Doctor groups used to recommend routine, yearly PSA screening starting at age 50. Elevated levels sometimes indicate prostate cancer, but they also can be caused by other things.

ISTOCKPHOTO

The Centers for Disease Control and Prevention has crunched new numbers on America's obesity epidemic. What do they tell us? As a nation, we seem to be stuck.

The overall prevalence of obesity in the three-year period ending 2014 was just over 36 percent. This mean that about 1 in 3 adults in the U.S. is obese.

But if you're a silver-linings kind of person, there's this: After decades of increases, obesity rates do seem to be flattening out.

New government figures show Medicare spending on breakthrough medications for hepatitis C will nearly double this year, passing $9 billion.

That's going to raise insurance costs for all beneficiaries, whether or not they have the liver-wasting disease.

Cost estimates show that Medicare's popular prescription drug program will spend more than $9 billion on hepatitis C drugs this year, a 96 percent increase from $4.7 billion in 2014.

CDC/Phanie

The number of babies born with syphilis has shot up, and it's taking a toll.

Of the 458 babies born last year with syphilis, 33 of were stillborn or died shortly after birth. From 2012 to 2014, there's been a 38 percent increase in cases of congenital syphilis. The spike reverses a previously falling trend in the rates of babies with syphilis from 2008 to 2012, according to a report released Thursday in Morbidity and Mortality Weekly Report.

ESO/L. Calçada

Astronomers have spotted what they believe to be the most distant object ever seen in our solar system.

The dwarf planet, known for now simply as V774104, is more than 100 times farther from the sun than we are. Astronomers aren't sure what it's doing out there, but they're hoping follow-up studies of its orbit will teach them more.

David Goldman / Associated Press

Autism rates are on the rise, according to a new report.    

More than 2 percent of children between 3 and 17 years old have autism, according to a report from the Centers for Disease Control and Prevention's National Health Interview Survey.

That breaks down to roughly one out of every 45 and is based on a 2014 poll of parents of 13,000 children.

The yearly survey from the Atlanta-based CDC says autism rates were about 1.3 percent – about one in every 80 people – from 2011 through 2013.

Kelley McCall / Associated Press

A street drug made of various chemicals sprayed on tea leaves, grass clippings and other plant material continues to send thousands of people suffering from psychotic episodes and seizures to emergency rooms around the country.

In 2015, calls to poison control regarding the drug already have almost doubled, compared to last year's total,and health professionals and lawmakers are struggling to keep up with the problem.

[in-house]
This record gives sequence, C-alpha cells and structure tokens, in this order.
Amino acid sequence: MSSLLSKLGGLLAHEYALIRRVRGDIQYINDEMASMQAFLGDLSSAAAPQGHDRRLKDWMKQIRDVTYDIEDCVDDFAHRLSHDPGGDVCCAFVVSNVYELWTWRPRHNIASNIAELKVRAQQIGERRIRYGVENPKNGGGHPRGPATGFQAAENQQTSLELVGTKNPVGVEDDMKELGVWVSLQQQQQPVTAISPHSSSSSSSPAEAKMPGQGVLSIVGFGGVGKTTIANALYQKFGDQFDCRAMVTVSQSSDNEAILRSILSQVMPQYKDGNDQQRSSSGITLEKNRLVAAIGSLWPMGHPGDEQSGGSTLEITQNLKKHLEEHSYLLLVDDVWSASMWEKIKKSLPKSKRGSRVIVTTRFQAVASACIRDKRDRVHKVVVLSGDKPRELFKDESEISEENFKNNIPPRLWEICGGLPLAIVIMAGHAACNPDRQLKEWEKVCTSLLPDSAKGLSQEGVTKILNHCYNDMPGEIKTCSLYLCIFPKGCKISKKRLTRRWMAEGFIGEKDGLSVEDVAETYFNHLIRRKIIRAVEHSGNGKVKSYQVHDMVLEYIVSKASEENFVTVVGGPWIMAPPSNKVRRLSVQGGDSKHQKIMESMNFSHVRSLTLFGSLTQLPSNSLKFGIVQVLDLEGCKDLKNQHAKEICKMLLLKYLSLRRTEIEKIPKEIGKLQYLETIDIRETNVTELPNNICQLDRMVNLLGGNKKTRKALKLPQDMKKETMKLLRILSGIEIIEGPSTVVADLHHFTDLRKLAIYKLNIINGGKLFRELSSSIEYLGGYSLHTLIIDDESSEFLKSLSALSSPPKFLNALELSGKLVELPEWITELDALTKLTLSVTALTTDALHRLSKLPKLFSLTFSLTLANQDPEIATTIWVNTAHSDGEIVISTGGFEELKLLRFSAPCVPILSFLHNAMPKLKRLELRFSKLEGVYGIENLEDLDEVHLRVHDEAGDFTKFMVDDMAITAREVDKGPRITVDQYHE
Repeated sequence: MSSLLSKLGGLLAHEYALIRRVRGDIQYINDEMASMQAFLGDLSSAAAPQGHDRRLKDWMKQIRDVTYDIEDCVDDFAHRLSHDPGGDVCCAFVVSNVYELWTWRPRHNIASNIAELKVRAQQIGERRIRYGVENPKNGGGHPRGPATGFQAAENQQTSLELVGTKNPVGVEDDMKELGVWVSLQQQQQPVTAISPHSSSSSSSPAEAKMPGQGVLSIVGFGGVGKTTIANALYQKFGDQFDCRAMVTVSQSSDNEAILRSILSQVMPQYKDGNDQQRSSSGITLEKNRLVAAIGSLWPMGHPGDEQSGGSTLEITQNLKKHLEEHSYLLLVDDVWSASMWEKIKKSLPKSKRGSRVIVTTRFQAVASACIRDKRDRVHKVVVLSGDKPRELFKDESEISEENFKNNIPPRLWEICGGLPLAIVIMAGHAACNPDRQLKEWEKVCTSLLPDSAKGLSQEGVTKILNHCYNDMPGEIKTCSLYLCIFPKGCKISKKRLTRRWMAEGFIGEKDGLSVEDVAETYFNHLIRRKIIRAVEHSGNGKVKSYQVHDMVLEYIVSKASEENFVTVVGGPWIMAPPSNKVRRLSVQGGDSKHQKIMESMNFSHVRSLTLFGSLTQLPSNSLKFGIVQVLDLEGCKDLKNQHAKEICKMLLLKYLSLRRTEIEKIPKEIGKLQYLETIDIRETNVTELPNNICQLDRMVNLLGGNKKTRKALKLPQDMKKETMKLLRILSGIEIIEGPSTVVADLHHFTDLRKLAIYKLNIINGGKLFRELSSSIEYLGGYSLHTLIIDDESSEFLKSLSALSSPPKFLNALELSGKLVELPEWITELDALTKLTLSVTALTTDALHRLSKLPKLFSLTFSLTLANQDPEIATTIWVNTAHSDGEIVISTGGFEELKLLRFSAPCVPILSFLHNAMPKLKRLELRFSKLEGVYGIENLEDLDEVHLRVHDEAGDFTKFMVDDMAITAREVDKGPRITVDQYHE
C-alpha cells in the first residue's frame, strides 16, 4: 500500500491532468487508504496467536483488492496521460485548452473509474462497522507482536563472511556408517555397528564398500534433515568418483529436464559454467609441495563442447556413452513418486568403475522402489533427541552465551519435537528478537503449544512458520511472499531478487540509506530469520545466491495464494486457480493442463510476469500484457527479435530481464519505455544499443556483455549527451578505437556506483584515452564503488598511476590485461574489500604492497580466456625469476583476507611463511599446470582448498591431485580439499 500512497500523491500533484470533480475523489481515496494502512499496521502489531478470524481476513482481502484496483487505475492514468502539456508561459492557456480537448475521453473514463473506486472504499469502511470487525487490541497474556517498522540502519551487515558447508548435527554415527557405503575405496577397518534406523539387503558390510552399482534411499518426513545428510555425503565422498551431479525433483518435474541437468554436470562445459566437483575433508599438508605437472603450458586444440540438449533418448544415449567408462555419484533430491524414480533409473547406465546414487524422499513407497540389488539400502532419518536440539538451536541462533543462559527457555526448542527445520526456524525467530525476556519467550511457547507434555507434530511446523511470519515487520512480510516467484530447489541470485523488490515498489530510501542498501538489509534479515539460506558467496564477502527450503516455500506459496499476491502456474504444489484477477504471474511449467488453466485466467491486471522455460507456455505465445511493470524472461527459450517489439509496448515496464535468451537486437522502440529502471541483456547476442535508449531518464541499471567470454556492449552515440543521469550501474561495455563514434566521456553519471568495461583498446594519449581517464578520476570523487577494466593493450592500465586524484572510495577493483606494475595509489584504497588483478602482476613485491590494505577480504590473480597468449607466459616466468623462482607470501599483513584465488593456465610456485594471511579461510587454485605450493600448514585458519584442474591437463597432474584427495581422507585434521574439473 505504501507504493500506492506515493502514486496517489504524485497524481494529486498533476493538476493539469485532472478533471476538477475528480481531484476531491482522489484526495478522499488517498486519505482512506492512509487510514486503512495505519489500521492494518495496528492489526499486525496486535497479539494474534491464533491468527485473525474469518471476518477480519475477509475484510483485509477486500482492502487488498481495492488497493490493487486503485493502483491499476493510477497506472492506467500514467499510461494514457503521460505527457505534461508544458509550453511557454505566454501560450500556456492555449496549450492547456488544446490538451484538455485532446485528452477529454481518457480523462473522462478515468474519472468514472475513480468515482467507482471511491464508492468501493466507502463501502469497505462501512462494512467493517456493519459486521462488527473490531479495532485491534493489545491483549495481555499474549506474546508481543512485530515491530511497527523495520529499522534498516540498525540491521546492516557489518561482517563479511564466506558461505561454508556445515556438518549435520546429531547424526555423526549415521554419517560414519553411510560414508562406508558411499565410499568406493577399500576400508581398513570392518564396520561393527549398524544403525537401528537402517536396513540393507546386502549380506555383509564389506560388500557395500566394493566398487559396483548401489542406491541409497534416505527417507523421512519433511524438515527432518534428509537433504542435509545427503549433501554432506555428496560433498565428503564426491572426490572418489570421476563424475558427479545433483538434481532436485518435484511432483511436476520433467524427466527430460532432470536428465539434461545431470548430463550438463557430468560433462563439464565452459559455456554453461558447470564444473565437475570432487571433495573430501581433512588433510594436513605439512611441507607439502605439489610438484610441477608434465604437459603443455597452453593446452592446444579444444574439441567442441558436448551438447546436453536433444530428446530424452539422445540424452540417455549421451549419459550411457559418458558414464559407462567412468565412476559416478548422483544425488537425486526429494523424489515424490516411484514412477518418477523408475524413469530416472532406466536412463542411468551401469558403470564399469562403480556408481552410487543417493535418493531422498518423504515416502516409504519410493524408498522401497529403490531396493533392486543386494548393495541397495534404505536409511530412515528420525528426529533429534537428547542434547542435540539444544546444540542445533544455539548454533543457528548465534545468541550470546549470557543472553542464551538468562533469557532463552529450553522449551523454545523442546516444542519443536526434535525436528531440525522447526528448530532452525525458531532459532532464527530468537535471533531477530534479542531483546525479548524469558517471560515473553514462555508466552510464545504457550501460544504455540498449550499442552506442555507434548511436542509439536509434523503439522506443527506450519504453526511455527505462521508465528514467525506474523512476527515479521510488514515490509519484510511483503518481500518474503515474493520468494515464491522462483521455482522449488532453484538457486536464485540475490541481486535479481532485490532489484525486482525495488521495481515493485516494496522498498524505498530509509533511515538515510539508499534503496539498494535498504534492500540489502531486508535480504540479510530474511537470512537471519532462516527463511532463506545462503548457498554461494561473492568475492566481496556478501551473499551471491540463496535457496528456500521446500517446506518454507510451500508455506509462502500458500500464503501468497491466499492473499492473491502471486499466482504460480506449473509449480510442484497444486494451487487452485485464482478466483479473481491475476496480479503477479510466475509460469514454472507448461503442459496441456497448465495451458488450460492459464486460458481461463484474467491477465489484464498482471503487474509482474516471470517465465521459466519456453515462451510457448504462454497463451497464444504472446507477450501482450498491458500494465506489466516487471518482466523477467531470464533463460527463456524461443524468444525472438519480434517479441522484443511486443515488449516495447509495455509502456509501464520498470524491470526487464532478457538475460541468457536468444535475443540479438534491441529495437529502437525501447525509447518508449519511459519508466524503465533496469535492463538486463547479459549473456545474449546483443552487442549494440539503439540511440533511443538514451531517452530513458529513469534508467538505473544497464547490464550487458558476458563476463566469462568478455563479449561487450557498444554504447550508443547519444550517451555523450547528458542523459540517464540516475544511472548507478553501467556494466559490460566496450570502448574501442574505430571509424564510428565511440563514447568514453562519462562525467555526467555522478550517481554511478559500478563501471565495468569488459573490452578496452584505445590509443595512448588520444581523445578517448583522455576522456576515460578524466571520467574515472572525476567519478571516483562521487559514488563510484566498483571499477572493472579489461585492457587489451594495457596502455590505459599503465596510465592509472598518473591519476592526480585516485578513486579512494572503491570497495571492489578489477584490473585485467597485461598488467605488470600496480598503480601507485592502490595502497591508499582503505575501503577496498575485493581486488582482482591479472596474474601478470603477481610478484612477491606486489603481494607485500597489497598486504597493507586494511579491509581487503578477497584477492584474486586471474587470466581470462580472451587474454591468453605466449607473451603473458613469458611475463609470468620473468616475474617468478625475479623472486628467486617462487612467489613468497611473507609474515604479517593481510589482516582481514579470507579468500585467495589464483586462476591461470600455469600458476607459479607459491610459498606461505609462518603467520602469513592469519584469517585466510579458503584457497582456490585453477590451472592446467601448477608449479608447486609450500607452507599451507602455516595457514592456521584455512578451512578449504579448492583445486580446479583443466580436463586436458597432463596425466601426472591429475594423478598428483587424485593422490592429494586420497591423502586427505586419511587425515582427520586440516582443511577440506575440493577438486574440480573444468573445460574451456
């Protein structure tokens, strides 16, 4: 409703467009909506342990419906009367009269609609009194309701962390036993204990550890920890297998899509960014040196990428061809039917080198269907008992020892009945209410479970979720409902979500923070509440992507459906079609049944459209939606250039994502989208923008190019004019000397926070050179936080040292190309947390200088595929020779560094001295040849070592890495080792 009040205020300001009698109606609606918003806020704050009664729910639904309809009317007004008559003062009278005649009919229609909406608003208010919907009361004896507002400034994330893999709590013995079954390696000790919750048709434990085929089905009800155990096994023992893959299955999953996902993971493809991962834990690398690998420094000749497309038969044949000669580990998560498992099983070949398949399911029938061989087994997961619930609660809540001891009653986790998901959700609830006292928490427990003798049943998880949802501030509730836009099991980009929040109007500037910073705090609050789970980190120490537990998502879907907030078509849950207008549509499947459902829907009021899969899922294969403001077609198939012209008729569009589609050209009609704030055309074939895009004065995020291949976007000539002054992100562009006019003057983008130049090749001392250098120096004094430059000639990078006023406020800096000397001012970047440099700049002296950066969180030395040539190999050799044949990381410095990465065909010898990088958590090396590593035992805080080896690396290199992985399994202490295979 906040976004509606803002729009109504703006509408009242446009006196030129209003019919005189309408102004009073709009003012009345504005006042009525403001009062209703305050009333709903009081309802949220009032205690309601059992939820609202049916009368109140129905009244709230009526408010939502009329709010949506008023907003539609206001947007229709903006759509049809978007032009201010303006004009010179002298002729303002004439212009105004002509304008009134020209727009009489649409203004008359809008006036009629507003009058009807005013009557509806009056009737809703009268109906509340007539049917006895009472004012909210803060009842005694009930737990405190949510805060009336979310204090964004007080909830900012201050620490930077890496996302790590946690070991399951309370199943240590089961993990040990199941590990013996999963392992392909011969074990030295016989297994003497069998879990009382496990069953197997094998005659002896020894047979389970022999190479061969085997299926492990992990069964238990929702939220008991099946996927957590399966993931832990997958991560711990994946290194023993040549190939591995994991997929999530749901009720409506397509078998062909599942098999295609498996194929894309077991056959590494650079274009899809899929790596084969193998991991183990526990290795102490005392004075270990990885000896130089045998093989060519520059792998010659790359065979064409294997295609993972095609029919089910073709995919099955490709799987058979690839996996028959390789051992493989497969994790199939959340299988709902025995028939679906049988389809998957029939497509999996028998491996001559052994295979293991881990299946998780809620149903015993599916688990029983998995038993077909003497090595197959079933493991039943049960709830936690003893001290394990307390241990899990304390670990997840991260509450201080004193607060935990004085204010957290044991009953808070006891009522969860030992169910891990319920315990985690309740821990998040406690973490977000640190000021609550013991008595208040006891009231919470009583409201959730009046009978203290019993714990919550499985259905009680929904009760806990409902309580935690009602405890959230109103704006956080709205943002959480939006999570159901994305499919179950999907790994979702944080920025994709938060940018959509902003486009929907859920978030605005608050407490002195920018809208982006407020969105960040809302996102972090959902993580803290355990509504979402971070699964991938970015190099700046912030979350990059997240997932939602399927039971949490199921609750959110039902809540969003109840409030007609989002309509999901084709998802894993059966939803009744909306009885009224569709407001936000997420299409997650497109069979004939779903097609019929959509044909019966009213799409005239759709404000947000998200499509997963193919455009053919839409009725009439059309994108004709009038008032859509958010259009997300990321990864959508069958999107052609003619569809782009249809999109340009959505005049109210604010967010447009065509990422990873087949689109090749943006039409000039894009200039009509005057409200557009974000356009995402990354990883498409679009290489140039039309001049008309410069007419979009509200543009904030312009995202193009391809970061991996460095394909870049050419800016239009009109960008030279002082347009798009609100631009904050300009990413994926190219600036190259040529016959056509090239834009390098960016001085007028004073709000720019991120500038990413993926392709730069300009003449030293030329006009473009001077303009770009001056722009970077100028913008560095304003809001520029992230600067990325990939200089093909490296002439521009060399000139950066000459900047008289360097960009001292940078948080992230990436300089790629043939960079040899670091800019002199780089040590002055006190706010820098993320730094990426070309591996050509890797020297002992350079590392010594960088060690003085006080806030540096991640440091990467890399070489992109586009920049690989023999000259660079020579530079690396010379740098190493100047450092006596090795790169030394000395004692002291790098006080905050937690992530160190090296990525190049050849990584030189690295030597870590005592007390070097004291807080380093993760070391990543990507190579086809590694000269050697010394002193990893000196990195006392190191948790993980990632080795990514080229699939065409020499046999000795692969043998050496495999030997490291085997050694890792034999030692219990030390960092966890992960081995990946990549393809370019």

Anthony Albright / flickr.com/anthonyalbright

The Food and Drug Administration is seeking your input to answer a question: How should the agency define "natural" on food labels?

Disagreement over what "all natural" or "100 percent natural" means has spawned dozens of lawsuits. Consumers have challenged the naturalness of all kinds of food products.

For instance, can a product that contains high fructose corn syrup be labeled as natural? What about products that contain genetically modified ingredients?

David Goldman / Associated Press

Recording and mixing music are Vernon Thomas' passions, but being CEO and producer of Mantree Records isn't his day job.

He's an HIV outreach worker for a county health department outside Newark, N.J. He took what was to be a full-time job in May because the gig came with health insurance — and he has HIV himself.

But then the county made it a part-time job, and Thomas lost health coverage before it even started. "Benefits are more important than the money you're making," he says.

Researchers Reveal How Climate Change Killed Mars

Nov 6, 2015
NASA/GSFC

Climate change isn't just something to worry about here on Earth. New research published today shows that Mars has undergone a dramatic climate shift in the past that has rendered much of the planet inhospitable to life.

About 3.8 billion years ago, Mars was a reasonably pleasant place. It had a thick atmosphere filled with carbon dioxide that kept it warm. Rivers trickled into lakes across its surface. Some researchers think there might even have been an ocean.

César Rincón / flickr.com/crincon

The March of Dimes has downgraded Georgia from a C to a D grade when it comes to preventing premature births.

Georgia's premature birth rate is actually the same as last year, but the March of Dimes has changed its grading scale to call attention to the problem.

Dr. Valerie Montgomery Rice, a board member with the organization and dean of the Morehouse School of Medicine, said to reduce Georgia's premature birth rate, women need more and better access to health care.